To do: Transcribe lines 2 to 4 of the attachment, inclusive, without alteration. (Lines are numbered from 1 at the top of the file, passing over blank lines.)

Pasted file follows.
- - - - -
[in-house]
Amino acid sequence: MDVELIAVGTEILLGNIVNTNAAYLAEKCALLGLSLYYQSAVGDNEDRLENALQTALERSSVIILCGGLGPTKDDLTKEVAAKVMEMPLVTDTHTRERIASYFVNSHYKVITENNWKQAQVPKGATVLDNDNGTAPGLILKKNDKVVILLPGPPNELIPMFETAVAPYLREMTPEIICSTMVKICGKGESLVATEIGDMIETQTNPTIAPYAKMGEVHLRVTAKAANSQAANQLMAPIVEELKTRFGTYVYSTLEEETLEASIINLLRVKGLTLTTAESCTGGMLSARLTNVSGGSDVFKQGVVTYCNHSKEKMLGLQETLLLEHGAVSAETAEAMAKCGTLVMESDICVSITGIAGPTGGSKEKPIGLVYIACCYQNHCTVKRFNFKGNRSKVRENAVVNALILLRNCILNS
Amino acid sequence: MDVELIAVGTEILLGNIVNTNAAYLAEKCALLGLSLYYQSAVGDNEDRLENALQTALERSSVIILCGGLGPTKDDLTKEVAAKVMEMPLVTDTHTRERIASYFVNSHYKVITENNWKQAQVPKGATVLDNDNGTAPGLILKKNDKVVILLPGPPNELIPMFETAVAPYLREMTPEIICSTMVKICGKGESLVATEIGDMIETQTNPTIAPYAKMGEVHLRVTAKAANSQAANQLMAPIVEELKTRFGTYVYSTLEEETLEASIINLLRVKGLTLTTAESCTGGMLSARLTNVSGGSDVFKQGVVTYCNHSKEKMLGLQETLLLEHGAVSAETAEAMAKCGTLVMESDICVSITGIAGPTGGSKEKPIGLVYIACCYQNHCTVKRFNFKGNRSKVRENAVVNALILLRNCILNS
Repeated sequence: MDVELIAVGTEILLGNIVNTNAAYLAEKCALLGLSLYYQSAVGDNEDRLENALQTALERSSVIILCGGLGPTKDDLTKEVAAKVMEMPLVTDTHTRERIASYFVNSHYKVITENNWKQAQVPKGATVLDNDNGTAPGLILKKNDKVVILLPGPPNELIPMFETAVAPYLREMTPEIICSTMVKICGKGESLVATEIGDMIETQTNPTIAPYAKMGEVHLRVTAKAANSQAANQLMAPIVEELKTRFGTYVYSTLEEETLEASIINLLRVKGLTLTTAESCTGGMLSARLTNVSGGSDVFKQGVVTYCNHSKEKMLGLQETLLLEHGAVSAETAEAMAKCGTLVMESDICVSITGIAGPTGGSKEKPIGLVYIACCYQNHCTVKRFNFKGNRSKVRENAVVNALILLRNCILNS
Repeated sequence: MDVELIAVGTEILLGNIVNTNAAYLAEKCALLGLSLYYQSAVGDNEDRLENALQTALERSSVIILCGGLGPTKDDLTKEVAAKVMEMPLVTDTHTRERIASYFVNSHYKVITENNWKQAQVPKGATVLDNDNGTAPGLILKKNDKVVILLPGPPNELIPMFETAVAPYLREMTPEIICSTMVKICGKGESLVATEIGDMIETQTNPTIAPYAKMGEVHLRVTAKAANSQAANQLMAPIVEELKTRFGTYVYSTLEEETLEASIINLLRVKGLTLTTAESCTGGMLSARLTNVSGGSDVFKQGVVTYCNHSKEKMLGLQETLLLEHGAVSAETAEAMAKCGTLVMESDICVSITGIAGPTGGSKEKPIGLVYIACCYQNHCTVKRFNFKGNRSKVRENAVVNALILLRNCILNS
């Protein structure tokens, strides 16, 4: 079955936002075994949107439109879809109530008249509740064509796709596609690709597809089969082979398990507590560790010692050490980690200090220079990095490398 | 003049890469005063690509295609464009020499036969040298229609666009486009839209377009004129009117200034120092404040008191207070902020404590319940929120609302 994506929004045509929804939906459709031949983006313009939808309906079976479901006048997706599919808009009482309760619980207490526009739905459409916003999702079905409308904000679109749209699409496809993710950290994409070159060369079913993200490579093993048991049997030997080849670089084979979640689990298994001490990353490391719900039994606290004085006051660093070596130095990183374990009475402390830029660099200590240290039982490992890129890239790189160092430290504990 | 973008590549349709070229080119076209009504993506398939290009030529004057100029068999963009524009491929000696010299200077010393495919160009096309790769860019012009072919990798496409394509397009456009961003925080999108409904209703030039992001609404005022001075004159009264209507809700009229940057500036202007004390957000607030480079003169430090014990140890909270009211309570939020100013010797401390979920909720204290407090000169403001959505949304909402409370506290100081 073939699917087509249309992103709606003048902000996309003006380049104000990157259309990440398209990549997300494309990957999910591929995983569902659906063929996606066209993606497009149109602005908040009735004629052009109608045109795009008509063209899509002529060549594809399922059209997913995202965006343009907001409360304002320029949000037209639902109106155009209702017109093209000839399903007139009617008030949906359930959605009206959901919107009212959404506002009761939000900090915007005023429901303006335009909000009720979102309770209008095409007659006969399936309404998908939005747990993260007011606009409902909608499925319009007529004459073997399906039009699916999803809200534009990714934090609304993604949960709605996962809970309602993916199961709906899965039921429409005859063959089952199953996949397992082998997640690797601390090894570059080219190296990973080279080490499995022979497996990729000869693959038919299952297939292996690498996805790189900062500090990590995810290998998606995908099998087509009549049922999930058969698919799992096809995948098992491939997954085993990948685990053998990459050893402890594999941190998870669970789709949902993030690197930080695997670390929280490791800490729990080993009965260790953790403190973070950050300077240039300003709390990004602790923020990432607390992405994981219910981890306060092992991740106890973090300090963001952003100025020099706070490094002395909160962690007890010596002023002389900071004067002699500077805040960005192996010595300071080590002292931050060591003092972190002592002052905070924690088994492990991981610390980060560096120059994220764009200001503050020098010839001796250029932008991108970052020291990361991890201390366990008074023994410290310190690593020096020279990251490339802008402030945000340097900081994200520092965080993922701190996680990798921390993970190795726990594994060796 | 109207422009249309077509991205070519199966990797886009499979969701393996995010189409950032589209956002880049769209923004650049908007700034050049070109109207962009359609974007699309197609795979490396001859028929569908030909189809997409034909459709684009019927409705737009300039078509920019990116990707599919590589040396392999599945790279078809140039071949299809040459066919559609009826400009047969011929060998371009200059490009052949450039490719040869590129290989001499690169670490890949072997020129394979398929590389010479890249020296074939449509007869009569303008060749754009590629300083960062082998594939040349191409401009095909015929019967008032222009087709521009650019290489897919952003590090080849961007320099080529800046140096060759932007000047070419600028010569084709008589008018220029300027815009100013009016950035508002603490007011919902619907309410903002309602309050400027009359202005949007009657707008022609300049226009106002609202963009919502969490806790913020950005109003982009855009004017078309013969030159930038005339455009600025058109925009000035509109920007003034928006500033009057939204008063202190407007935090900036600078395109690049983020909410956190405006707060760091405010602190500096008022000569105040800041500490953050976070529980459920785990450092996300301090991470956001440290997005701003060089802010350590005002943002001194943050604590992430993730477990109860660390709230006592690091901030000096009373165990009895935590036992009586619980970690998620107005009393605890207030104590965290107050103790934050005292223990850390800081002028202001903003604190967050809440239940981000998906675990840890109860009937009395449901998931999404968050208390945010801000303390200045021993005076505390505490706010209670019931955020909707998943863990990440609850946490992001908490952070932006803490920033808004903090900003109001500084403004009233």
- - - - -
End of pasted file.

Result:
Amino acid sequence: MDVELIAVGTEILLGNIVNTNAAYLAEKCALLGLSLYYQSAVGDNEDRLENALQTALERSSVIILCGGLGPTKDDLTKEVAAKVMEMPLVTDTHTRERIASYFVNSHYKVITENNWKQAQVPKGATVLDNDNGTAPGLILKKNDKVVILLPGPPNELIPMFETAVAPYLREMTPEIICSTMVKICGKGESLVATEIGDMIETQTNPTIAPYAKMGEVHLRVTAKAANSQAANQLMAPIVEELKTRFGTYVYSTLEEETLEASIINLLRVKGLTLTTAESCTGGMLSARLTNVSGGSDVFKQGVVTYCNHSKEKMLGLQETLLLEHGAVSAETAEAMAKCGTLVMESDICVSITGIAGPTGGSKEKPIGLVYIACCYQNHCTVKRFNFKGNRSKVRENAVVNALILLRNCILNS
Amino acid sequence: MDVELIAVGTEILLGNIVNTNAAYLAEKCALLGLSLYYQSAVGDNEDRLENALQTALERSSVIILCGGLGPTKDDLTKEVAAKVMEMPLVTDTHTRERIASYFVNSHYKVITENNWKQAQVPKGATVLDNDNGTAPGLILKKNDKVVILLPGPPNELIPMFETAVAPYLREMTPEIICSTMVKICGKGESLVATEIGDMIETQTNPTIAPYAKMGEVHLRVTAKAANSQAANQLMAPIVEELKTRFGTYVYSTLEEETLEASIINLLRVKGLTLTTAESCTGGMLSARLTNVSGGSDVFKQGVVTYCNHSKEKMLGLQETLLLEHGAVSAETAEAMAKCGTLVMESDICVSITGIAGPTGGSKEKPIGLVYIACCYQNHCTVKRFNFKGNRSKVRENAVVNALILLRNCILNS
Repeated sequence: MDVELIAVGTEILLGNIVNTNAAYLAEKCALLGLSLYYQSAVGDNEDRLENALQTALERSSVIILCGGLGPTKDDLTKEVAAKVMEMPLVTDTHTRERIASYFVNSHYKVITENNWKQAQVPKGATVLDNDNGTAPGLILKKNDKVVILLPGPPNELIPMFETAVAPYLREMTPEIICSTMVKICGKGESLVATEIGDMIETQTNPTIAPYAKMGEVHLRVTAKAANSQAANQLMAPIVEELKTRFGTYVYSTLEEETLEASIINLLRVKGLTLTTAESCTGGMLSARLTNVSGGSDVFKQGVVTYCNHSKEKMLGLQETLLLEHGAVSAETAEAMAKCGTLVMESDICVSITGIAGPTGGSKEKPIGLVYIACCYQNHCTVKRFNFKGNRSKVRENAVVNALILLRNCILNS